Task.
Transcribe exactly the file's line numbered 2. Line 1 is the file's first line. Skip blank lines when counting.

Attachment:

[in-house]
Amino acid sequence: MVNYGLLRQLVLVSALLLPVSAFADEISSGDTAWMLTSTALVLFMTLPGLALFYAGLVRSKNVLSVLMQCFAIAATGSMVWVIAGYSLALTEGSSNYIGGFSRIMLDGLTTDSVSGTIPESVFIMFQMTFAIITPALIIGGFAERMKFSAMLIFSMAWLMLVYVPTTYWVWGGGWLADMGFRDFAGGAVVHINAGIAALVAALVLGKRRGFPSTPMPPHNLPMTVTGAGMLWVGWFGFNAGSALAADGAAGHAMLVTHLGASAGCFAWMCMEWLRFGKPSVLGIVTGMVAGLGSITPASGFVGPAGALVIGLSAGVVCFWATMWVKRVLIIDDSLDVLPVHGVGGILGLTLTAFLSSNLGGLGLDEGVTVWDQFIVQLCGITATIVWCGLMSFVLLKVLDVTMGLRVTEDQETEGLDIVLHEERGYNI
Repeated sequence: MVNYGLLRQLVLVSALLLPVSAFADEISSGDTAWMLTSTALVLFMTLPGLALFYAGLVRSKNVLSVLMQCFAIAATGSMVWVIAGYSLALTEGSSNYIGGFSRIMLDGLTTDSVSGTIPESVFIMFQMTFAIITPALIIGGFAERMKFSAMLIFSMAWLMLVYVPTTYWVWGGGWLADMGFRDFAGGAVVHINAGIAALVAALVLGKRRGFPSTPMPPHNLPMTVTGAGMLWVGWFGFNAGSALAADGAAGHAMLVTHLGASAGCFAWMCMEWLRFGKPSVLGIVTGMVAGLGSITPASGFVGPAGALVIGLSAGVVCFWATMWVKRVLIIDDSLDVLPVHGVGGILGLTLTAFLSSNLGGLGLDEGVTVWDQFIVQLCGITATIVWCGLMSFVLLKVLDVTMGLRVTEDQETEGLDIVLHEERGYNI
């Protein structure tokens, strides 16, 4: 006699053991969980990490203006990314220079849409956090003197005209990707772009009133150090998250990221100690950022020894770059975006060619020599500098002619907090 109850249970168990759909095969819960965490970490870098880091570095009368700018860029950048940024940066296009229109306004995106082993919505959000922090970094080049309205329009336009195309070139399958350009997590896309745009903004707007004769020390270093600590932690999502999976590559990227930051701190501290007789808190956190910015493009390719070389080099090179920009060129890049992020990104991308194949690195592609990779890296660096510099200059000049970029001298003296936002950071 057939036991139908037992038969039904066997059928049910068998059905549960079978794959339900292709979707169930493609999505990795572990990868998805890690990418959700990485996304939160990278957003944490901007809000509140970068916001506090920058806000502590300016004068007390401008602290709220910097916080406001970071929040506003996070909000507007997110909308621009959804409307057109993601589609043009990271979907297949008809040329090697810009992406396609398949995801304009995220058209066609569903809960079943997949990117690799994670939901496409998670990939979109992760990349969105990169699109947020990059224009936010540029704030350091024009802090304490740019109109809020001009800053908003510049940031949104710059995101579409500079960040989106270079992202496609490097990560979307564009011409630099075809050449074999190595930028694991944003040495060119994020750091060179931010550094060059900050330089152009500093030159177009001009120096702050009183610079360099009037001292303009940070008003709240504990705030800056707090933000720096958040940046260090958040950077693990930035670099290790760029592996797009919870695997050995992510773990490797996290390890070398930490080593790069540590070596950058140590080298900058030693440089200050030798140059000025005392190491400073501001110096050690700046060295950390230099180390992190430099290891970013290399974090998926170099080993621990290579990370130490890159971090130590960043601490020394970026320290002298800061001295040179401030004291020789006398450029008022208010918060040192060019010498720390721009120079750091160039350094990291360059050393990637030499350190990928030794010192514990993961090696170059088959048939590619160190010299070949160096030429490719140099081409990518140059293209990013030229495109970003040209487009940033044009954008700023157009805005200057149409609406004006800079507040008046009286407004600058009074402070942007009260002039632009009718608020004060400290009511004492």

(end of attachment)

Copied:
Amino acid sequence: MVNYGLLRQLVLVSALLLPVSAFADEISSGDTAWMLTSTALVLFMTLPGLALFYAGLVRSKNVLSVLMQCFAIAATGSMVWVIAGYSLALTEGSSNYIGGFSRIMLDGLTTDSVSGTIPESVFIMFQMTFAIITPALIIGGFAERMKFSAMLIFSMAWLMLVYVPTTYWVWGGGWLADMGFRDFAGGAVVHINAGIAALVAALVLGKRRGFPSTPMPPHNLPMTVTGAGMLWVGWFGFNAGSALAADGAAGHAMLVTHLGASAGCFAWMCMEWLRFGKPSVLGIVTGMVAGLGSITPASGFVGPAGALVIGLSAGVVCFWATMWVKRVLIIDDSLDVLPVHGVGGILGLTLTAFLSSNLGGLGLDEGVTVWDQFIVQLCGITATIVWCGLMSFVLLKVLDVTMGLRVTEDQETEGLDIVLHEERGYNI